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Field-applicable diagnostic assay for malaria

Researchers have created a field-applicable, ultrasensitive diagnostic assay that specifically detects DNA sequences from all Plasmodium species in both symptomatic and asymptomatic malaria.


Malaria has a massive global impact. According to estimates, 228 million cases and 405,000 subsequent deaths occurred in 2018. During 2007, the World Health Organisation (WHO) supported the ambitious goal of eradicating malaria. However, since 2014, the decline has stalled and, in some regions, reversed. Asymptomatic carriers of Plasmodium parasites hamper malaria control strategies. To achieve eradication, ultrasensitive diagnostics for low parasite density infections (<100 parasites per microlitre of blood) that are applicable in resource-limited settings are essential. The current gold standard for distinguishing between Plasmodium species is light microscopy. Nonetheless, this method is time-intensive and requires skilled technician interpretation.

Nira Pollock, Associate Medical Director of Boston Children’s Hospital’s Infectious Diseases Diagnostic Laboratory and Associate Professor of Pathology and Medicine at Harvard Medical School, stated:

“Unfortunately, available rapid diagnostic approaches cannot distinguish all four Plasmodium species from one other, which can be important to initiate the definitive course of treatment, and, most importantly, they are ineffective for detecting low numbers of Plasmodium parasites in asymptomatic individuals.”

Field-applicable, ultrasensitive diagnostic tool

In a study, published in PNAS, a team of multi-disciplinary scientists developed a field-applicable, ultrasensitive malaria diagnostic tool. This comprised of a 10-minute sample preparation step and a 60-minute platform SHERLOCK assay (CRISPR-base nucleic acid detection).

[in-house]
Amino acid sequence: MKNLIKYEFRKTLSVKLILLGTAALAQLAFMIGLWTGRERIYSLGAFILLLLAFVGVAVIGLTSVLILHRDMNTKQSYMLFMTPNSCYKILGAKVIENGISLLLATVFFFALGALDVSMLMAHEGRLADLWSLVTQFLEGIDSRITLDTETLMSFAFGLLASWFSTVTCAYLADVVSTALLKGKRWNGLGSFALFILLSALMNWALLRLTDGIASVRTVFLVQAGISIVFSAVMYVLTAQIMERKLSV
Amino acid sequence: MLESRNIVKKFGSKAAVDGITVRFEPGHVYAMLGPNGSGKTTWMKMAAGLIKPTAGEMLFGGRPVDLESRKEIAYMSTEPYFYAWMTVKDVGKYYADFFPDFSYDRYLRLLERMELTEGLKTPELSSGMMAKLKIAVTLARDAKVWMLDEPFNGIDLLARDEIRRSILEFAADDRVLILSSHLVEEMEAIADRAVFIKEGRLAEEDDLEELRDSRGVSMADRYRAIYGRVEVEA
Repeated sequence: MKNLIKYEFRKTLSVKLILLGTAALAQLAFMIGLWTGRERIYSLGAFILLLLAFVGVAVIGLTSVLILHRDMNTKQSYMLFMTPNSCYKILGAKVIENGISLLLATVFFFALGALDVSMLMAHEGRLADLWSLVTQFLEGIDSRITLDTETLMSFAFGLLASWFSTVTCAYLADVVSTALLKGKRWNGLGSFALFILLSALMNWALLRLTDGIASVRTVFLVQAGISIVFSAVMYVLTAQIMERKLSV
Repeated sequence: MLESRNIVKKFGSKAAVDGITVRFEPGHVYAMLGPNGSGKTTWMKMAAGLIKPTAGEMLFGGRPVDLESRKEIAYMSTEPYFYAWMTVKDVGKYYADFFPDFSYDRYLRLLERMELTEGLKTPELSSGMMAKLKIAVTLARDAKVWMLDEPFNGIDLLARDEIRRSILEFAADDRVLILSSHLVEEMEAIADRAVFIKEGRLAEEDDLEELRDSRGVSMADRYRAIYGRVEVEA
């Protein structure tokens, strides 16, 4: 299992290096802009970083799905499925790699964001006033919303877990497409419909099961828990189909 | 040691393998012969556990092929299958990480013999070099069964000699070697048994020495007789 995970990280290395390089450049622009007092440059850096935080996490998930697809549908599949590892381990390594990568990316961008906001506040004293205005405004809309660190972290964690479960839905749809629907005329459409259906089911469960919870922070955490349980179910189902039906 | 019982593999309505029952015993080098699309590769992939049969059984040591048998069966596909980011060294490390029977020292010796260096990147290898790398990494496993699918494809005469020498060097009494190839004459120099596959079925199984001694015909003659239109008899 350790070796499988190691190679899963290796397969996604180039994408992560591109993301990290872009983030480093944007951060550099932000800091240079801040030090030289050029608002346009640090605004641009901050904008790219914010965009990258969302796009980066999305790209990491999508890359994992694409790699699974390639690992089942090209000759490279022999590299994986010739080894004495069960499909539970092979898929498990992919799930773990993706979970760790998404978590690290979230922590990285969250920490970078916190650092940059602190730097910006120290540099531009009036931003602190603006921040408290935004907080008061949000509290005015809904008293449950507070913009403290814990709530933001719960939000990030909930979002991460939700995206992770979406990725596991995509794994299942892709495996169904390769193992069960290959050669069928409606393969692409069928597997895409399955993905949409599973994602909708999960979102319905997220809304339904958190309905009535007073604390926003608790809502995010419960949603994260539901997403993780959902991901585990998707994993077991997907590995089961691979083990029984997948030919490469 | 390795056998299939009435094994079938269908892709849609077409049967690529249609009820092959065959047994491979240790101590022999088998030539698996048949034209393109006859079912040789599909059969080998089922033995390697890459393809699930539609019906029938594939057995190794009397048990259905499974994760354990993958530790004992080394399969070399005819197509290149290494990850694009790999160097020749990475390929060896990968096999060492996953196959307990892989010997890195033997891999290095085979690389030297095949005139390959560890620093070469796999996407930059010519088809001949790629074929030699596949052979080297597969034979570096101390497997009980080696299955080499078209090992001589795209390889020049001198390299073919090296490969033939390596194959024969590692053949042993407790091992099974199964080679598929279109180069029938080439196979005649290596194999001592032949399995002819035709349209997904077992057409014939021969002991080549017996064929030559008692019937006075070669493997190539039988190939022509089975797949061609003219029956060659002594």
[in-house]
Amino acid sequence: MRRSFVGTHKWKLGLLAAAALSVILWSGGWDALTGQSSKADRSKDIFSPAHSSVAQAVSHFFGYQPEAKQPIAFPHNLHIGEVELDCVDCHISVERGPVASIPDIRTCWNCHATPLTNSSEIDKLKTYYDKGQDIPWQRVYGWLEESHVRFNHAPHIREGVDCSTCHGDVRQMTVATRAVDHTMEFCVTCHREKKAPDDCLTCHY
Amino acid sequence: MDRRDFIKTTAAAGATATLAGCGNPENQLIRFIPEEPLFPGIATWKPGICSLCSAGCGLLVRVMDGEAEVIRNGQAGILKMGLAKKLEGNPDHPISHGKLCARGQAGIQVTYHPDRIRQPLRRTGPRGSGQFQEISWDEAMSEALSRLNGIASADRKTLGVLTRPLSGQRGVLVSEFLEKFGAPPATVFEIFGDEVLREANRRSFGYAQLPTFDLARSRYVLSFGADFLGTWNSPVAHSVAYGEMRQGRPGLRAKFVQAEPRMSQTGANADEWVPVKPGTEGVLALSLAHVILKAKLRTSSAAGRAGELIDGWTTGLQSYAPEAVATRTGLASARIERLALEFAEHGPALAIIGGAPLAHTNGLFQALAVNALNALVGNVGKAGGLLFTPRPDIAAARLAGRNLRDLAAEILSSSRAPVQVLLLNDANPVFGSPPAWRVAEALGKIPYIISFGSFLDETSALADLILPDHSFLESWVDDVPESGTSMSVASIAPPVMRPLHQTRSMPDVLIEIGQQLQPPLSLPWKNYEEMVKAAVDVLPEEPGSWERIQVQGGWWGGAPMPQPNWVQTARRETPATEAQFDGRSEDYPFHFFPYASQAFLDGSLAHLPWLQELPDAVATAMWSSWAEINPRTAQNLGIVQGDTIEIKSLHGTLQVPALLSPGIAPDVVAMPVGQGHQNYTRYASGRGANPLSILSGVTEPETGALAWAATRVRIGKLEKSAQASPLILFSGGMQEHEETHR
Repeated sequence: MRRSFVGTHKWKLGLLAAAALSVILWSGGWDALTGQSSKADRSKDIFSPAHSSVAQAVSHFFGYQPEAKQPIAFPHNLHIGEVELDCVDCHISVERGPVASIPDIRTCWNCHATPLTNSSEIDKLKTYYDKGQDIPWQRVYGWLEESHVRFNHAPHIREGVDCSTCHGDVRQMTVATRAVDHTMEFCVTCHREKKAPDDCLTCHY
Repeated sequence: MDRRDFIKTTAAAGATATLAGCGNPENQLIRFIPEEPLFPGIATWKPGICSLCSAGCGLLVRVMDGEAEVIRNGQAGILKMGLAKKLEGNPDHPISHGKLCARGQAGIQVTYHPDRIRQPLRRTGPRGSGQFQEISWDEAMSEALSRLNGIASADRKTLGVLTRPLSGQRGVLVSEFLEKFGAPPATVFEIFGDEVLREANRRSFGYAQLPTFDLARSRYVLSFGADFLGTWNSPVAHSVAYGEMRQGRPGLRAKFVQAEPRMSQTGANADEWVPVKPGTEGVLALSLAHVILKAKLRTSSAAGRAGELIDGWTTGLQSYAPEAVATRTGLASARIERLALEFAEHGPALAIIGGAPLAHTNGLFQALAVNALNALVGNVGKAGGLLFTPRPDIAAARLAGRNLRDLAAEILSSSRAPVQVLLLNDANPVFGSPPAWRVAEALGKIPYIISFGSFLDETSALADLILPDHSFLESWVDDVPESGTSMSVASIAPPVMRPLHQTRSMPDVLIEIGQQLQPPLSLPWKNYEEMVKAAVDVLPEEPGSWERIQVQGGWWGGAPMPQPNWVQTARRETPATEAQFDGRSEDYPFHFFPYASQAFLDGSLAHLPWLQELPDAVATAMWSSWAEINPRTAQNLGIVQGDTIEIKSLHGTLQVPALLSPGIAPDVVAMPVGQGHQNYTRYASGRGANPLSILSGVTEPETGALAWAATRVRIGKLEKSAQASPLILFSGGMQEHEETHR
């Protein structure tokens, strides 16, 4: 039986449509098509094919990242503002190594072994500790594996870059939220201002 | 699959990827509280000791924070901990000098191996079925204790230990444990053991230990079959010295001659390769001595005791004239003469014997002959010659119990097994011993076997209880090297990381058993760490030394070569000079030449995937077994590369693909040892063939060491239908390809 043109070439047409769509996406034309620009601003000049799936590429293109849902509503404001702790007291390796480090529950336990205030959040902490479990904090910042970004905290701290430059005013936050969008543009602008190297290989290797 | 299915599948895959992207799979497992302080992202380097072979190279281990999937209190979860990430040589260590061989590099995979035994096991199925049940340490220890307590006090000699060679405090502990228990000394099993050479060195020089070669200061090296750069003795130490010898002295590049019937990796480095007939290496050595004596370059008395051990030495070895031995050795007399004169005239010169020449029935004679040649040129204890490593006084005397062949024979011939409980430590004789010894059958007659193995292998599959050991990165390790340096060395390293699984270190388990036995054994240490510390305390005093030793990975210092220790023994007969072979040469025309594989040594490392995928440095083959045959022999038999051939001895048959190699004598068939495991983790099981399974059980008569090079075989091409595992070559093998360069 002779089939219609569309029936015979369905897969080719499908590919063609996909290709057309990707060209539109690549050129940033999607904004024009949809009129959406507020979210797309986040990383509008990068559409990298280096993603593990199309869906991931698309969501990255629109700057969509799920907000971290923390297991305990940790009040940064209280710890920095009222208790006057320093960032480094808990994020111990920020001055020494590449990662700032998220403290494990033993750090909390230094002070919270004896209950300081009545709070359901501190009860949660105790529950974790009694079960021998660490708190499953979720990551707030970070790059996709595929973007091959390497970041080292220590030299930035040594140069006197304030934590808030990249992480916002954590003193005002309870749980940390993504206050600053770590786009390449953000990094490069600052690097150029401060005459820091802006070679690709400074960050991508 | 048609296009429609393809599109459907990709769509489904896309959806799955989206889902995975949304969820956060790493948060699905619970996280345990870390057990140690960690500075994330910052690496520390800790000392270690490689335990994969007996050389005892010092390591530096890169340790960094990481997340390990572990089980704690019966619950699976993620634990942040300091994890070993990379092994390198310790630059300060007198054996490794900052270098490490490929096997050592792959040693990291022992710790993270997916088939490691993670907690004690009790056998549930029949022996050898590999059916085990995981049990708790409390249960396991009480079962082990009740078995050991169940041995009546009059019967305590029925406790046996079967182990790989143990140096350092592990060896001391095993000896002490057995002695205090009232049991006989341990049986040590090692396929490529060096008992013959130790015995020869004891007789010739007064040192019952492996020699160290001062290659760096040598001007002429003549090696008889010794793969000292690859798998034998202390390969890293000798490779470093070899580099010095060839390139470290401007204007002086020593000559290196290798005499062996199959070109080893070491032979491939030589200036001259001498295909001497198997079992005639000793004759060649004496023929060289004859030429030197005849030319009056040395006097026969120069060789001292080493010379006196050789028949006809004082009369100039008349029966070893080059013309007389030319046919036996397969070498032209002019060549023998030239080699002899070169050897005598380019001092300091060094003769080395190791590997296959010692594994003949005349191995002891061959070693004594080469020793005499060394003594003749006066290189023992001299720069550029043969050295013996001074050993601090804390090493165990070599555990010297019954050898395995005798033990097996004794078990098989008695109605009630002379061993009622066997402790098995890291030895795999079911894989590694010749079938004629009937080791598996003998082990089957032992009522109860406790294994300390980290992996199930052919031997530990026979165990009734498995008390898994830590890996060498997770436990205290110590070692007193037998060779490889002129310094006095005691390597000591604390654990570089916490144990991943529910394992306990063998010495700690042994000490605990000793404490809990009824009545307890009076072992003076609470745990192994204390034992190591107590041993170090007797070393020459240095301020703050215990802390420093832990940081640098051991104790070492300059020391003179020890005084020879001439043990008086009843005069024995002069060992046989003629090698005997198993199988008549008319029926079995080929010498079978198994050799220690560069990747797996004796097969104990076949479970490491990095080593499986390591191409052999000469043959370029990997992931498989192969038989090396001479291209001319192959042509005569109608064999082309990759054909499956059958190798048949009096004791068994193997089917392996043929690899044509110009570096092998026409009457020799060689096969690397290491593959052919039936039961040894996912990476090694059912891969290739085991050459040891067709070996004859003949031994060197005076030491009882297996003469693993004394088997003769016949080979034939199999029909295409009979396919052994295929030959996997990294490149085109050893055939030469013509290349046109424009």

The team showed that these assays can specifically detect below two parasites per microlitre of blood. WHO consider this level of detection to be a “significant improvement on expert microscopy”. Furthermore, the researchers found that the assays could call samples containing P. falciparum and P. vivax species with 100% sensitivity and specificity. The assay is also designed to detect the presence of frequently mutated P. falciparum strains that have lost their HRP2 antigen. These strains often escape detection by traditional diagnostic tests.

James Collins, Wyss Founding Core Faculty member, stated:

“This field-ready SHERLOCK diagnostic malaria assay surpasses the sensitivity and specificity requirements set by the WHO for a desired test that can be used to detect low parasite density in asymptomatic carriers of all major Plasmodium species.

 Its highly streamlined design could provide a viable solution to the present diagnostic bottleneck on the path to eliminate malaria, and more generally enable malaria surveillance in low-resource settings.”

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Diagnostics / Malaria